Well, skunk cabbage smells like a skunk but isn’t. Duela Dent’s career is entirely post-Silver Age.

I Heart Catman

April 1, 2012 at 10:33 am

man, countdown was one of the biggest pieces of crap i ever bought. i really felt let down. and nothing topped that epic-fail… but the 2nd half of brightest day and the final few issues of flashpoint come pretty close.

You forgot, Jude Deluca, that Marcie also turned Todd Rice gay. Too bad Duela wasn’t part of Wildstorm, so that she’d be guaranteed a place in the ‘new’ DCU. Or at least there ought to be a version to correspond with Damian. Too Much Face, perhaps.

Wait. This is awesome. Why have I never heard of this character before, because she is awesome.

;Well, skunk cabbage smells like a skunk but isn’t. Duela Dent’s career is entirely post-Silver Age.

DC was so behind the times for a while I think of the SIlver Age as lasting an extra 10 years for them.

The only Harlequin for me was Alan Scott’s wife

There’s a little Easter Egg on that first splash page – mystery writer “Christine Ariadne.” Agatha Christie wrote some novels featuring a ficticious female mystery writer – Ariadne Oliver, basically her alter-ego. So either Rozakis, Novick or McLaughlin threw in this little homage.

In other news, in those Teen Titan pages, why is Duela’s mouth ALWAYS wide open?

@T

I’ll say. They couldn’t have been less bothered with the death of Gwen Stacy to lose their campiness and keep up.

V

April 1, 2012 at 11:19 am

@T

I’ll say. They couldn’t have been less bothered with the death of Gwen Stacy to lose their campiness and keep up.
_____________________________________________________________________________________

V, the 1966 to 1968 Adam West show remained in syndication for years into the 1970′s and beyond, showing on UHF channels. Also, so did George Reeves Superman show, which grew very silly in its later years.

V

Not only that, but Super Friends ran from 1973 to 1985. on ABC on Saturday monrings.

So that, explains why they did not change their style until the early 1980′s.

Fun piece. I’ve never had more than a peripheral awareness of Duela and her backstory, but the details were interesting to read. One thing, though: the marriage of Donna Troy and Terry Long happened a lot longer than “roughly eight or so years ago.” Don’t know when Teen Titans 47 came out, but I’m guessing that was supposed to be “later” not “ago.” (Sorry, the former editor in me couldn’t resist.)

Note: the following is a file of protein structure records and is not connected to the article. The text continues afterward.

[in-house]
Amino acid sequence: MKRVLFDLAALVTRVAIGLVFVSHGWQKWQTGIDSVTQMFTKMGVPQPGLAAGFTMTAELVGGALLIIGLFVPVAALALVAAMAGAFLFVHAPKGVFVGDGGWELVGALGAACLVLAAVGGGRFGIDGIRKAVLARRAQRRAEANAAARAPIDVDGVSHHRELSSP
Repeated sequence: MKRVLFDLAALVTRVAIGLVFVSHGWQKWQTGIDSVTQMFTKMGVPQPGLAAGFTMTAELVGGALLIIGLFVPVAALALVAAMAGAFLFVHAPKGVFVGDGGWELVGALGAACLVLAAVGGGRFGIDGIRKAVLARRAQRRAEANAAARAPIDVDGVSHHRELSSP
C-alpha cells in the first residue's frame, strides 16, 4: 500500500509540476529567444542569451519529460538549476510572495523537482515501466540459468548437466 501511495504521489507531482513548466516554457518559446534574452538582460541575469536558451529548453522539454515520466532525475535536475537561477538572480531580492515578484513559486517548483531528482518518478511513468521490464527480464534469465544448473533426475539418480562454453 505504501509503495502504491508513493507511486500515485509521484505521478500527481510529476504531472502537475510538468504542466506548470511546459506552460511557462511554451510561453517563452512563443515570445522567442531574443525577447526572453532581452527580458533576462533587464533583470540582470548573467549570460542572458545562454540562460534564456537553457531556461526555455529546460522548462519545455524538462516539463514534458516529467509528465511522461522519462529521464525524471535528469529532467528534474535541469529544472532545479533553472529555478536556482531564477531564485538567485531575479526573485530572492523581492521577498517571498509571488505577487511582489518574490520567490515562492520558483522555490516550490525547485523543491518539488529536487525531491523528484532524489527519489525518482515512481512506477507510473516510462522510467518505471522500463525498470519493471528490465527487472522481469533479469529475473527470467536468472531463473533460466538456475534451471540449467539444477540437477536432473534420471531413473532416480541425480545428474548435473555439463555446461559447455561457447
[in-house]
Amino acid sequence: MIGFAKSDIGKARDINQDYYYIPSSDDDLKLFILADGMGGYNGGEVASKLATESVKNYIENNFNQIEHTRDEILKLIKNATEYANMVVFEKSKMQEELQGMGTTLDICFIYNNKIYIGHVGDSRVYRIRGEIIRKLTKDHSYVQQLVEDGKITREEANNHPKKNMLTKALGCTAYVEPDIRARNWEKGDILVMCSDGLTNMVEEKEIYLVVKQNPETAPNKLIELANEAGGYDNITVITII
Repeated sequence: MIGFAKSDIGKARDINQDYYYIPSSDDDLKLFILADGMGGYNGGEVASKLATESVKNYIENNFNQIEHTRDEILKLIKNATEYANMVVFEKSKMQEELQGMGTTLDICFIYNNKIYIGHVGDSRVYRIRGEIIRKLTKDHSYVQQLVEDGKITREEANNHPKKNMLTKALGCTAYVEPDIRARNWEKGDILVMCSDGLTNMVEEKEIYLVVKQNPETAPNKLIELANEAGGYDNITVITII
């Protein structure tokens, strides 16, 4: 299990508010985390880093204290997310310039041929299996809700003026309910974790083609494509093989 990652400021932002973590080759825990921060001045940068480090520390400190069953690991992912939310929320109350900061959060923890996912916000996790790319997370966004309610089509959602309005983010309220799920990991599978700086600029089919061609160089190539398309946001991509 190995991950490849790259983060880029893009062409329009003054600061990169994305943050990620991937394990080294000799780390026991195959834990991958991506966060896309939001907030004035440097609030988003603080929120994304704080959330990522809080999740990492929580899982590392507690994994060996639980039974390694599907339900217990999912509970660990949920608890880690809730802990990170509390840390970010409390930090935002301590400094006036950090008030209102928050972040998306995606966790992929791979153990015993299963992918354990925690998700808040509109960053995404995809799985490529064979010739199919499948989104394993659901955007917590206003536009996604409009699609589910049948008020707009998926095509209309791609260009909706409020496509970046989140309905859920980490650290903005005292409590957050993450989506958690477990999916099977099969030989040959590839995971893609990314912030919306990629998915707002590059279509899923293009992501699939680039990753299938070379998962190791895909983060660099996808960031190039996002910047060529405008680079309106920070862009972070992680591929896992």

and i thought donna troys origin was a mess. until i came across duele the jokers daughter from first dc saying she was two faces daughter then they switch to earth three version of the joker kid then going so far as dick saying that she was too old to be two faces kid. sadly dc did a favor by taking her out in final crisis. spared her from winding up having to have some writer have some one have to clean up the mess of the joker’s daughter.

Never cared for this character as she struck me as hokey in the extreme. And I REALLY hate the “selective aging” concept. I’m okay with characters aging at different rates in different books, but buying Two-Face having a teenage daughter while Dick Grayson only ages 6-7 years? No. Comic book time can be wonky enough without doing stuff like that on top of it. I don’t think it’s too much to ask to have time proceed at the same rate for all the Batman characters.

Duela Dent is such an odd character. She is sort of fun in cameo role, like the one Wolfman & Perez cast her in, but she really does not hold up under any kind of sustained consideration. It is really odd that the more recent artists tried to go “hot” with her character design. It seems antithetical to her whole conception.

“DC was so behind the times for a while I think of the SIlver Age as lasting an extra 10 years for them.”

I can dig that, though 1970s Titans, while still very silly was very different stylistically than official Silver Age Titans stories. Can you groove to that beat, daddio?

Billy Bissette

April 1, 2012 at 7:17 pm

I’d run into Duela stories a few times, and it seemed like a mess then.

Now, it seems worse. When randypan the goatboy compared it to the Silver Age, I think he was accidentally insulting the Silver Age. The Silver Age had some silly stuff, but it wasn’t as much of a mess as this. Particularly with the repeated seemingly intentional reversals.

I think I remember seeing a girl named Harlequin who looked like a female Joker in the old X-Men/Teen Titans crossover with Darkseid and Phoenix.. Or did I just imagine that?

I was a 100% Marvel kid at the time, so she (and frankly, several other of the Titans) just seemed like perfect examples of the unhip lameness and lack of originality that made DC so much less cool than Marvel (to me, at that time). Like having a giant letter “T” for a base. How about a giant “L”?